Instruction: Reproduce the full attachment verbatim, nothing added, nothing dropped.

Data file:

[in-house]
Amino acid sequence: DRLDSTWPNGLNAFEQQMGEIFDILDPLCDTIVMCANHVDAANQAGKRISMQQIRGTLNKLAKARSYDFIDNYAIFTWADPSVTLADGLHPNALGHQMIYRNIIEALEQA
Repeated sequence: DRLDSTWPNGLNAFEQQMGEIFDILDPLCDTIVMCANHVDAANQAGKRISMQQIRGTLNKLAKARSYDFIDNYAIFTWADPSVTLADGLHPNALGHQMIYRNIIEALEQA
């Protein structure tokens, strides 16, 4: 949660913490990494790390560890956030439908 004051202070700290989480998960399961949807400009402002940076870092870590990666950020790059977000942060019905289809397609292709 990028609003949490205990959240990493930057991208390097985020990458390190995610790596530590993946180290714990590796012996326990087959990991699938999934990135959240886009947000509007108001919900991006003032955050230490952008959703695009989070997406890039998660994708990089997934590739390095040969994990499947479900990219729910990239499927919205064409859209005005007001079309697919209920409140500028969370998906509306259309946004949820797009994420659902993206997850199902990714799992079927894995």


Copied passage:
[in-house]
Amino acid sequence: DRLDSTWPNGLNAFEQQMGEIFDILDPLCDTIVMCANHVDAANQAGKRISMQQIRGTLNKLAKARSYDFIDNYAIFTWADPSVTLADGLHPNALGHQMIYRNIIEALEQA
Repeated sequence: DRLDSTWPNGLNAFEQQMGEIFDILDPLCDTIVMCANHVDAANQAGKRISMQQIRGTLNKLAKARSYDFIDNYAIFTWADPSVTLADGLHPNALGHQMIYRNIIEALEQA
């Protein structure tokens, strides 16, 4: 949660913490990494790390560890956030439908 004051202070700290989480998960399961949807400009402002940076870092870590990666950020790059977000942060019905289809397609292709 990028609003949490205990959240990493930057991208390097985020990458390190995610790596530590993946180290714990590796012996326990087959990991699938999934990135959240886009947000509007108001919900991006003032955050230490952008959703695009989070997406890039998660994708990089997934590739390095040969994990499947479900990219729910990239499927919205064409859209005005007001079309697919209920409140500028969370998906509306259309946004949820797009994420659902993206997850199902990714799992079927894995």